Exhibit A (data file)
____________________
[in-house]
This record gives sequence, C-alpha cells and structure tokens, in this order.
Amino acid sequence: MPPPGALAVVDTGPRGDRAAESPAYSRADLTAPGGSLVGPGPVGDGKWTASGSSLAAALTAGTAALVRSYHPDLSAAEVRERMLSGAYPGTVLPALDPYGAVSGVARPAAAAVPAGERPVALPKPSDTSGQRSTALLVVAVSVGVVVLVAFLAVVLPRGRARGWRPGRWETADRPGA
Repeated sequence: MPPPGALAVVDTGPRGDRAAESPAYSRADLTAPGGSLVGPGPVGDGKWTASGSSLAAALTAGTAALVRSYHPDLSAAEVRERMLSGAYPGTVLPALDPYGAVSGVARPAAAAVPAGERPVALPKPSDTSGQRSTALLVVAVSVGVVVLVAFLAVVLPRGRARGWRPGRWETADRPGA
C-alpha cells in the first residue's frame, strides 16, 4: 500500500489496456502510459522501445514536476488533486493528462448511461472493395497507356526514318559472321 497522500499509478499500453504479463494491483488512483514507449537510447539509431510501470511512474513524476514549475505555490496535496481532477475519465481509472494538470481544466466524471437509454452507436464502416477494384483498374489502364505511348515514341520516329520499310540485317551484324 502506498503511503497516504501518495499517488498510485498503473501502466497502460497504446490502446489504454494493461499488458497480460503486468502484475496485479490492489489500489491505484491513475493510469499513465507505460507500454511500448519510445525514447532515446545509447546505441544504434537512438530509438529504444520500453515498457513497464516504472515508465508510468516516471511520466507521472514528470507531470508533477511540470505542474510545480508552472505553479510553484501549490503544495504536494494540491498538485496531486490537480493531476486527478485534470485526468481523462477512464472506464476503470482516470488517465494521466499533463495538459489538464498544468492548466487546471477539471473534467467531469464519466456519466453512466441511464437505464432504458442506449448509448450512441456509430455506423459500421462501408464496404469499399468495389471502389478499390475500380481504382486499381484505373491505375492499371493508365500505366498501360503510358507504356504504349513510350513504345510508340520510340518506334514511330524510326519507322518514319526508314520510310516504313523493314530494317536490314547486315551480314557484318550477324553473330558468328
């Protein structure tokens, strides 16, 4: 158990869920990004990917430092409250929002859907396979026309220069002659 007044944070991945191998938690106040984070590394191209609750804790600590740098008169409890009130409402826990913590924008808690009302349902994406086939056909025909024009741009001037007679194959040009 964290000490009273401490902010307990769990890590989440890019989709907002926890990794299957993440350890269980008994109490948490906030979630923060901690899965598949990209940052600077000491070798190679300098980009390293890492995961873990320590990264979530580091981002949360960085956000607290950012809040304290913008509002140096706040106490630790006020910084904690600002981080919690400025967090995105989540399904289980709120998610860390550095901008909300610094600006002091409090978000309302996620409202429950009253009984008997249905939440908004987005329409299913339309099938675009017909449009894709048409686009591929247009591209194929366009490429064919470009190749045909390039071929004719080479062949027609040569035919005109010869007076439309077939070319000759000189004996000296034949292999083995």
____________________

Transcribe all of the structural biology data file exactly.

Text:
[in-house]
This record gives sequence, C-alpha cells and structure tokens, in this order.
Amino acid sequence: MPPPGALAVVDTGPRGDRAAESPAYSRADLTAPGGSLVGPGPVGDGKWTASGSSLAAALTAGTAALVRSYHPDLSAAEVRERMLSGAYPGTVLPALDPYGAVSGVARPAAAAVPAGERPVALPKPSDTSGQRSTALLVVAVSVGVVVLVAFLAVVLPRGRARGWRPGRWETADRPGA
Repeated sequence: MPPPGALAVVDTGPRGDRAAESPAYSRADLTAPGGSLVGPGPVGDGKWTASGSSLAAALTAGTAALVRSYHPDLSAAEVRERMLSGAYPGTVLPALDPYGAVSGVARPAAAAVPAGERPVALPKPSDTSGQRSTALLVVAVSVGVVVLVAFLAVVLPRGRARGWRPGRWETADRPGA
C-alpha cells in the first residue's frame, strides 16, 4: 500500500489496456502510459522501445514536476488533486493528462448511461472493395497507356526514318559472321 497522500499509478499500453504479463494491483488512483514507449537510447539509431510501470511512474513524476514549475505555490496535496481532477475519465481509472494538470481544466466524471437509454452507436464502416477494384483498374489502364505511348515514341520516329520499310540485317551484324 502506498503511503497516504501518495499517488498510485498503473501502466497502460497504446490502446489504454494493461499488458497480460503486468502484475496485479490492489489500489491505484491513475493510469499513465507505460507500454511500448519510445525514447532515446545509447546505441544504434537512438530509438529504444520500453515498457513497464516504472515508465508510468516516471511520466507521472514528470507531470508533477511540470505542474510545480508552472505553479510553484501549490503544495504536494494540491498538485496531486490537480493531476486527478485534470485526468481523462477512464472506464476503470482516470488517465494521466499533463495538459489538464498544468492548466487546471477539471473534467467531469464519466456519466453512466441511464437505464432504458442506449448509448450512441456509430455506423459500421462501408464496404469499399468495389471502389478499390475500380481504382486499381484505373491505375492499371493508365500505366498501360503510358507504356504504349513510350513504345510508340520510340518506334514511330524510326519507322518514319526508314520510310516504313523493314530494317536490314547486315551480314557484318550477324553473330558468328
């Protein structure tokens, strides 16, 4: 158990869920990004990917430092409250929002859907396979026309220069002659 007044944070991945191998938690106040984070590394191209609750804790600590740098008169409890009130409402826990913590924008808690009302349902994406086939056909025909024009741009001037007679194959040009 964290000490009273401490902010307990769990890590989440890019989709907002926890990794299957993440350890269980008994109490948490906030979630923060901690899965598949990209940052600077000491070798190679300098980009390293890492995961873990320590990264979530580091981002949360960085956000607290950012809040304290913008509002140096706040106490630790006020910084904690600002981080919690400025967090995105989540399904289980709120998610860390550095901008909300610094600006002091409090978000309302996620409202429950009253009984008997249905939440908004987005329409299913339309099938675009017909449009894709048409686009591929247009591209194929366009490429064919470009190749045909390039071929004719080479062949027609040569035919005109010869007076439309077939070319000759000189004996000296034949292999083995």